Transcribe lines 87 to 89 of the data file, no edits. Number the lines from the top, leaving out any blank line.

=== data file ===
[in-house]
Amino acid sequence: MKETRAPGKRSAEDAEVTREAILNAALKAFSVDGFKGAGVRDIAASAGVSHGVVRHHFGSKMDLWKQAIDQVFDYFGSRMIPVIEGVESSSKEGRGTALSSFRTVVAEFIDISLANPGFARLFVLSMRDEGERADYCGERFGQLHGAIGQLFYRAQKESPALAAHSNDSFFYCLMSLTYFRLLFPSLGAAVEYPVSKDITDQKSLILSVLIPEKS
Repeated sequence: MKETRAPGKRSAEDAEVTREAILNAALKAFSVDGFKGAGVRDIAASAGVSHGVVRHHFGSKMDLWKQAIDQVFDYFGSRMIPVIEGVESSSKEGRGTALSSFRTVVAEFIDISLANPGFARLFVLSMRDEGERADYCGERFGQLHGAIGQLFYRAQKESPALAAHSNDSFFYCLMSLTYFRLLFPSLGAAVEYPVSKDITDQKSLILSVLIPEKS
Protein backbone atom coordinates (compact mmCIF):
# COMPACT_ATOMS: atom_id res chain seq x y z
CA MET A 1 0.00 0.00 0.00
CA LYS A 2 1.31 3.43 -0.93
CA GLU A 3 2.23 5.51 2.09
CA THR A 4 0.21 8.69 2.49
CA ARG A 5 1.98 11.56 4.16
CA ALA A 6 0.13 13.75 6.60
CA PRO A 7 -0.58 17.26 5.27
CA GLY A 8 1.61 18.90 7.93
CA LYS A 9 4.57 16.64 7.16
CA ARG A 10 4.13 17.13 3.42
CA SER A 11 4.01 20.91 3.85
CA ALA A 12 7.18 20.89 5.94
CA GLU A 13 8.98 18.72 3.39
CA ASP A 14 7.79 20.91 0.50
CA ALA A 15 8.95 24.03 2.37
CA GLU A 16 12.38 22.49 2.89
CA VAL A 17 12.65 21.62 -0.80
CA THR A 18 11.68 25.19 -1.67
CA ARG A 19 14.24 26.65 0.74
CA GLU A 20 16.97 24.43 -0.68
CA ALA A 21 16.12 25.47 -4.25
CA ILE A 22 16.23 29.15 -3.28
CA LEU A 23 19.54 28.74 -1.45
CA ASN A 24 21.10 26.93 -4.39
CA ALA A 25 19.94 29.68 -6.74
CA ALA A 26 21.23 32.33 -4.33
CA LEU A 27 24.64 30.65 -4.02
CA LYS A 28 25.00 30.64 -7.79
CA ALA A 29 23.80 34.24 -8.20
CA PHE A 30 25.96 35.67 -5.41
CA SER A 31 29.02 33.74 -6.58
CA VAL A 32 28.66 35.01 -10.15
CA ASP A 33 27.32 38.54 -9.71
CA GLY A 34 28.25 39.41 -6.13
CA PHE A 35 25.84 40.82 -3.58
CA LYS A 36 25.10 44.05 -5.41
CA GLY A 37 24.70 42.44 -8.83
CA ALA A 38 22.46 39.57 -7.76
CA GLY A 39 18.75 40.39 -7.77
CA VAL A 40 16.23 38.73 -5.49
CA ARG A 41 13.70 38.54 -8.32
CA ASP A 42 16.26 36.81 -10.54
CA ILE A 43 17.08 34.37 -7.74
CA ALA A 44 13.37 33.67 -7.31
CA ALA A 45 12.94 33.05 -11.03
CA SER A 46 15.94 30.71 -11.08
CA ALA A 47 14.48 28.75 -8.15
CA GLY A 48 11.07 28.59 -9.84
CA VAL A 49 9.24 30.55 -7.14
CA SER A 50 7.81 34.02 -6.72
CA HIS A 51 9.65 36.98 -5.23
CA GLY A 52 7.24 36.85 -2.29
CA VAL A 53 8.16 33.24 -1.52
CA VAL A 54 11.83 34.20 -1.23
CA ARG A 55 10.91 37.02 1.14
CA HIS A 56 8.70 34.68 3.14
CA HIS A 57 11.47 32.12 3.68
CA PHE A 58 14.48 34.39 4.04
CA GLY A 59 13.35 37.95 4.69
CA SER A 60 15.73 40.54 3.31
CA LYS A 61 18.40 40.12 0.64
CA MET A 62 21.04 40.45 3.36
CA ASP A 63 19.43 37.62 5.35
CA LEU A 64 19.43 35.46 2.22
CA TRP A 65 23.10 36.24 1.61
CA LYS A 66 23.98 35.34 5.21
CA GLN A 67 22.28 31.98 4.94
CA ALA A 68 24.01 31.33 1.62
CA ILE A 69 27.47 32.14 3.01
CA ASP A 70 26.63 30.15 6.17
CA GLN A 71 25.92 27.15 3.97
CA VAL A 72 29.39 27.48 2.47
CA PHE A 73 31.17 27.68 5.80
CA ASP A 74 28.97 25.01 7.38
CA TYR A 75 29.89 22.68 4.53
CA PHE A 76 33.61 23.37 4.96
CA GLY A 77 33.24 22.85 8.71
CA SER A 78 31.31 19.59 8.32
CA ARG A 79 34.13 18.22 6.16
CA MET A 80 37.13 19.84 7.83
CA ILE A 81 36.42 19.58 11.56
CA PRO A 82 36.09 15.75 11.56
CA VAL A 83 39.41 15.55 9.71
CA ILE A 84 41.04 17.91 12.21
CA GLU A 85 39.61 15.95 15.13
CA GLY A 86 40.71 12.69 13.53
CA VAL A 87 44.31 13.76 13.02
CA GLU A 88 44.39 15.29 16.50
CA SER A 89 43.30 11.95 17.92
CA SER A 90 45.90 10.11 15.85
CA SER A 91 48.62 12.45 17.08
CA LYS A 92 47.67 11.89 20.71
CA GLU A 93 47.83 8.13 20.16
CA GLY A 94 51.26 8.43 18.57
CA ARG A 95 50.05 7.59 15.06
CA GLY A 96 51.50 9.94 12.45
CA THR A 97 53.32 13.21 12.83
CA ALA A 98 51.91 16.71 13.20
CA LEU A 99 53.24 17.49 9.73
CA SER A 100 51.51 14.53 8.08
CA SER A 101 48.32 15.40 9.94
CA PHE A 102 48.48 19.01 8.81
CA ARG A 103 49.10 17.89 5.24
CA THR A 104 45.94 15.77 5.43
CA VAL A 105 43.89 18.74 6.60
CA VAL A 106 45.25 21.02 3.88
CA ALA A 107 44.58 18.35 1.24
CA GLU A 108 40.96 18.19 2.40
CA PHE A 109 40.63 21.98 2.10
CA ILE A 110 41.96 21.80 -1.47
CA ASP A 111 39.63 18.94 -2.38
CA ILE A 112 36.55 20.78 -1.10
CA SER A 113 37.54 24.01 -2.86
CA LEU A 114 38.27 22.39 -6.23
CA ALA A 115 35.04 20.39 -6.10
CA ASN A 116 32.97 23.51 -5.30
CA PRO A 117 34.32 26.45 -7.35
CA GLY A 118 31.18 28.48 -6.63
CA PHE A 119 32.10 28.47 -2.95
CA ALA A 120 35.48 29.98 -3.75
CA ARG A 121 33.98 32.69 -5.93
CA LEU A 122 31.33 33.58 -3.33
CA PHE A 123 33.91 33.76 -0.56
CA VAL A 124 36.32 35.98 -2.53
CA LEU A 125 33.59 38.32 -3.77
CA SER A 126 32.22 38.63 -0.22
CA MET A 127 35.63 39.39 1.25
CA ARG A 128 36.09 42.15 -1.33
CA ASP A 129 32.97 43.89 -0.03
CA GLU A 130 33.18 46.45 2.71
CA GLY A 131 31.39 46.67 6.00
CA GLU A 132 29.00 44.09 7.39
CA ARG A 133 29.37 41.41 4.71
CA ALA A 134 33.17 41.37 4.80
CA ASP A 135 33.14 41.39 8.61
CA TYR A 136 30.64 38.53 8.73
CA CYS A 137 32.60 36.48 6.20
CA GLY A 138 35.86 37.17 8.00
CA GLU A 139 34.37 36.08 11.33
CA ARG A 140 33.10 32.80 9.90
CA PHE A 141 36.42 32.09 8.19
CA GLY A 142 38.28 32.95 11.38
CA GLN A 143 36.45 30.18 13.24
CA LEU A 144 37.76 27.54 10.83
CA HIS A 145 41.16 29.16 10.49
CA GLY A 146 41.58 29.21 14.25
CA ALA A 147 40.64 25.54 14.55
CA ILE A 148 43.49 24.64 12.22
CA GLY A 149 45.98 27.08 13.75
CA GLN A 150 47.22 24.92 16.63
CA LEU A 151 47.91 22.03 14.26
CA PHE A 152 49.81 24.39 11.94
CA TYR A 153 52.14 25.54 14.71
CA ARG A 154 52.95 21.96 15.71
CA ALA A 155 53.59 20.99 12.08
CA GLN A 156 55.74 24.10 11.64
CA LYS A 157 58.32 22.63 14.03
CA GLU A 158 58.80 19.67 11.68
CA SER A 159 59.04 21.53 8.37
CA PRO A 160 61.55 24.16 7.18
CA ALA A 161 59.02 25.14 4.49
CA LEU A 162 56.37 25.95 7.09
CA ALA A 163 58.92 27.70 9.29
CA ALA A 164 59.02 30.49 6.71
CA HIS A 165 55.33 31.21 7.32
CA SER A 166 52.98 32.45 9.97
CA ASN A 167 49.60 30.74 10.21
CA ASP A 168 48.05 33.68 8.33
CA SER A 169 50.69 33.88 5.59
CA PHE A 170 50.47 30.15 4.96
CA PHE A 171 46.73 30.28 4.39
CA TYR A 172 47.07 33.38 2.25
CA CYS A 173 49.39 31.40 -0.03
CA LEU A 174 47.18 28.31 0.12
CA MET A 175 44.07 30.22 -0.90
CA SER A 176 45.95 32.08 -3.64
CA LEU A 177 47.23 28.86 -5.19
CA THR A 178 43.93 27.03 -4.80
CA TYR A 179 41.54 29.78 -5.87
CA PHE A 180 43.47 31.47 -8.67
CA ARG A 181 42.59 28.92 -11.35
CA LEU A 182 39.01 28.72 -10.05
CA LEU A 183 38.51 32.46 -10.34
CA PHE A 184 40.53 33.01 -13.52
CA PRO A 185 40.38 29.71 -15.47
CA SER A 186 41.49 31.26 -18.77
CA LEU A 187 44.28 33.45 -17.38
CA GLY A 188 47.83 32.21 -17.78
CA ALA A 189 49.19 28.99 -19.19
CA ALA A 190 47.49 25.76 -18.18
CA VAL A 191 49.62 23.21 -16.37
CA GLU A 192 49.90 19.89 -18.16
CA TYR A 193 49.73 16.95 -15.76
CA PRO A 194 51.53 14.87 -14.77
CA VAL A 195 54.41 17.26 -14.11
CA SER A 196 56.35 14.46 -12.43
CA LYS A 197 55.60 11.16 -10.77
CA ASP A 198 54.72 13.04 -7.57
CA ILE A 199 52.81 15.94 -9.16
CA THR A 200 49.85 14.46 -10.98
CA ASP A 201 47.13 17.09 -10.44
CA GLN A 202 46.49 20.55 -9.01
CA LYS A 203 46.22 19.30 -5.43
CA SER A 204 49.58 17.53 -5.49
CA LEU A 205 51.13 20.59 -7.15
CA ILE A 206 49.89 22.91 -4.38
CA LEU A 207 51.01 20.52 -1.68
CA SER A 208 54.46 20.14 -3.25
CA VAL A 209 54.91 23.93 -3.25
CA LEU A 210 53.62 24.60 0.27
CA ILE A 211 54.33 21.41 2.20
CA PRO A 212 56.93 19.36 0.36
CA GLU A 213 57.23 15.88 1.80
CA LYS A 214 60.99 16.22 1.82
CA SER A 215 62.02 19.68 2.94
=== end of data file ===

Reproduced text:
CA PRO A 82 36.09 15.75 11.56
CA VAL A 83 39.41 15.55 9.71
CA ILE A 84 41.04 17.91 12.21